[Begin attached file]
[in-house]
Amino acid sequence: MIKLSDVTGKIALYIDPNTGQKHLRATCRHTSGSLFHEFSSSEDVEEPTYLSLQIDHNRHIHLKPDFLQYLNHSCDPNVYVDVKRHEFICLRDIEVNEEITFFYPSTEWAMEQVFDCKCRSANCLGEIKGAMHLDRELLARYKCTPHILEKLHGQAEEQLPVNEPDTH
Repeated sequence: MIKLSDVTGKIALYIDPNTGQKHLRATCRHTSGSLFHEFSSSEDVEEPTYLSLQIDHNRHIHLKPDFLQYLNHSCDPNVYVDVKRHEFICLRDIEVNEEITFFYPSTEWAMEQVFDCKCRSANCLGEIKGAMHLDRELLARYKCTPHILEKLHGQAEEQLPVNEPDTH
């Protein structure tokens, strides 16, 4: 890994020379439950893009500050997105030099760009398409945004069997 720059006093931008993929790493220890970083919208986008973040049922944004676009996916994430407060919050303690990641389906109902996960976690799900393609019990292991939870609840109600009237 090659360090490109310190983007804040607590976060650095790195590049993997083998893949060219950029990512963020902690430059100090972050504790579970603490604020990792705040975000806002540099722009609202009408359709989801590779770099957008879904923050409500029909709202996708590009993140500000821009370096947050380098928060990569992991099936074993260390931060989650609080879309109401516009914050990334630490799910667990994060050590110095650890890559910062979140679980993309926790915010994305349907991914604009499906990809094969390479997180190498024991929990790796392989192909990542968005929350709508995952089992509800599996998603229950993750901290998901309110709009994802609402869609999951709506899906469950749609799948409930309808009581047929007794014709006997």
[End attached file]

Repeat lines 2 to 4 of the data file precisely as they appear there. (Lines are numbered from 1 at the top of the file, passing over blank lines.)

Amino acid sequence: MIKLSDVTGKIALYIDPNTGQKHLRATCRHTSGSLFHEFSSSEDVEEPTYLSLQIDHNRHIHLKPDFLQYLNHSCDPNVYVDVKRHEFICLRDIEVNEEITFFYPSTEWAMEQVFDCKCRSANCLGEIKGAMHLDRELLARYKCTPHILEKLHGQAEEQLPVNEPDTH
Repeated sequence: MIKLSDVTGKIALYIDPNTGQKHLRATCRHTSGSLFHEFSSSEDVEEPTYLSLQIDHNRHIHLKPDFLQYLNHSCDPNVYVDVKRHEFICLRDIEVNEEITFFYPSTEWAMEQVFDCKCRSANCLGEIKGAMHLDRELLARYKCTPHILEKLHGQAEEQLPVNEPDTH
């Protein structure tokens, strides 16, 4: 890994020379439950893009500050997105030099760009398409945004069997 720059006093931008993929790493220890970083919208986008973040049922944004676009996916994430407060919050303690990641389906109902996960976690799900393609019990292991939870609840109600009237 090659360090490109310190983007804040607590976060650095790195590049993997083998893949060219950029990512963020902690430059100090972050504790579970603490604020990792705040975000806002540099722009609202009408359709989801590779770099957008879904923050409500029909709202996708590009993140500000821009370096947050380098928060990569992991099936074993260390931060989650609080879309109401516009914050990334630490799910667990994060050590110095650890890559910062979140679980993309926790915010994305349907991914604009499906990809094969390479997180190498024991929990790796392989192909990542968005929350709508995952089992509800599996998603229950993750901290998901309110709009994802609402869609999951709506899906469950749609799948409930309808009581047929007794014709006997």